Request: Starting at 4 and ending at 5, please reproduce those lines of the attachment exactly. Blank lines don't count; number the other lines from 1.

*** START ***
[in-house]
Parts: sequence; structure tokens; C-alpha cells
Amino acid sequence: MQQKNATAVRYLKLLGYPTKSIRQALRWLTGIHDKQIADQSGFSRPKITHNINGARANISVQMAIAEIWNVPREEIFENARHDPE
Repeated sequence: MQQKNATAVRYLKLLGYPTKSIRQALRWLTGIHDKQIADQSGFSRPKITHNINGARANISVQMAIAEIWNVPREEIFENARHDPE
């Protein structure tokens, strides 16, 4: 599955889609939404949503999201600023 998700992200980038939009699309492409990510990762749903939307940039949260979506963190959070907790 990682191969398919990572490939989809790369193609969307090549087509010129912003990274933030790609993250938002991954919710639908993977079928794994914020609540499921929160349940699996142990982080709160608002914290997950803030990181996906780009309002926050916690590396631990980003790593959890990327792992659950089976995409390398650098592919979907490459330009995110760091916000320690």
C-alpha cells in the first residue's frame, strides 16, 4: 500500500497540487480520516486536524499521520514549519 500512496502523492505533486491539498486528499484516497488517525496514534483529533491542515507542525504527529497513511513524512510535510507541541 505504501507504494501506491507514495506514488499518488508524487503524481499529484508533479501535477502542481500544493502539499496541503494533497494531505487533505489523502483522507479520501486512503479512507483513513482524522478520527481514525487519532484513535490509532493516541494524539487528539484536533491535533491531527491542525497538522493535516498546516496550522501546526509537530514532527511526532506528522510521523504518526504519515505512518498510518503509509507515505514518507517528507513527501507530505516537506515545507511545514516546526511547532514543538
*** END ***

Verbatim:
Repeated sequence: MQQKNATAVRYLKLLGYPTKSIRQALRWLTGIHDKQIADQSGFSRPKITHNINGARANISVQMAIAEIWNVPREEIFENARHDPE
């Protein structure tokens, strides 16, 4: 599955889609939404949503999201600023 998700992200980038939009699309492409990510990762749903939307940039949260979506963190959070907790 990682191969398919990572490939989809790369193609969307090549087509010129912003990274933030790609993250938002991954919710639908993977079928794994914020609540499921929160349940699996142990982080709160608002914290997950803030990181996906780009309002926050916690590396631990980003790593959890990327792992659950089976995409390398650098592919979907490459330009995110760091916000320690």